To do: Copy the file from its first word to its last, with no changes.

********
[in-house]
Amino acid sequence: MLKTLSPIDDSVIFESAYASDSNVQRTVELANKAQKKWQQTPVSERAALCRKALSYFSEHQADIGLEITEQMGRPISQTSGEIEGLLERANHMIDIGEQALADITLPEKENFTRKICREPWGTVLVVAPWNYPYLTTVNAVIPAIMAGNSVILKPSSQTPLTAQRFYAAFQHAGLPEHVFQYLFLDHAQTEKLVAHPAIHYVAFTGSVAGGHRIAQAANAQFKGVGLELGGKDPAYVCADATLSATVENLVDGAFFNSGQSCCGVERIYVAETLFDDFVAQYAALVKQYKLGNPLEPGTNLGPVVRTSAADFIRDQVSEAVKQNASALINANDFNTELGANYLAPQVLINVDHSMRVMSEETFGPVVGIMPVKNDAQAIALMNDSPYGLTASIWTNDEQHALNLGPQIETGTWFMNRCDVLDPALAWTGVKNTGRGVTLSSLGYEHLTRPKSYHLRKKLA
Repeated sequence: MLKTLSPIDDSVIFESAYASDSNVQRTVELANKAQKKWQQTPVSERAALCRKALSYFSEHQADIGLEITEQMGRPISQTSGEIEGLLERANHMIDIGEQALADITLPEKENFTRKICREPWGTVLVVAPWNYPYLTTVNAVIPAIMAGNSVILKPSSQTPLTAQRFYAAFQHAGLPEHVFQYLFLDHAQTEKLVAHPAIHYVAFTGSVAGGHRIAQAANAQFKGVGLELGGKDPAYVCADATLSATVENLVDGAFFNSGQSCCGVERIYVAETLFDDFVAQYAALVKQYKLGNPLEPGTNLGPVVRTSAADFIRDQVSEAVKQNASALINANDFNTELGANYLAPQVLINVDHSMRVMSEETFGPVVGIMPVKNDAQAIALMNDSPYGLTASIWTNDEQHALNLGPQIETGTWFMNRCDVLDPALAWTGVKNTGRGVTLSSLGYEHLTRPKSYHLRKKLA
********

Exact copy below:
[in-house]
Amino acid sequence: MLKTLSPIDDSVIFESAYASDSNVQRTVELANKAQKKWQQTPVSERAALCRKALSYFSEHQADIGLEITEQMGRPISQTSGEIEGLLERANHMIDIGEQALADITLPEKENFTRKICREPWGTVLVVAPWNYPYLTTVNAVIPAIMAGNSVILKPSSQTPLTAQRFYAAFQHAGLPEHVFQYLFLDHAQTEKLVAHPAIHYVAFTGSVAGGHRIAQAANAQFKGVGLELGGKDPAYVCADATLSATVENLVDGAFFNSGQSCCGVERIYVAETLFDDFVAQYAALVKQYKLGNPLEPGTNLGPVVRTSAADFIRDQVSEAVKQNASALINANDFNTELGANYLAPQVLINVDHSMRVMSEETFGPVVGIMPVKNDAQAIALMNDSPYGLTASIWTNDEQHALNLGPQIETGTWFMNRCDVLDPALAWTGVKNTGRGVTLSSLGYEHLTRPKSYHLRKKLA
Repeated sequence: MLKTLSPIDDSVIFESAYASDSNVQRTVELANKAQKKWQQTPVSERAALCRKALSYFSEHQADIGLEITEQMGRPISQTSGEIEGLLERANHMIDIGEQALADITLPEKENFTRKICREPWGTVLVVAPWNYPYLTTVNAVIPAIMAGNSVILKPSSQTPLTAQRFYAAFQHAGLPEHVFQYLFLDHAQTEKLVAHPAIHYVAFTGSVAGGHRIAQAANAQFKGVGLELGGKDPAYVCADATLSATVENLVDGAFFNSGQSCCGVERIYVAETLFDDFVAQYAALVKQYKLGNPLEPGTNLGPVVRTSAADFIRDQVSEAVKQNASALINANDFNTELGANYLAPQVLINVDHSMRVMSEETFGPVVGIMPVKNDAQAIALMNDSPYGLTASIWTNDEQHALNLGPQIETGTWFMNRCDVLDPALAWTGVKNTGRGVTLSSLGYEHLTRPKSYHLRKKLA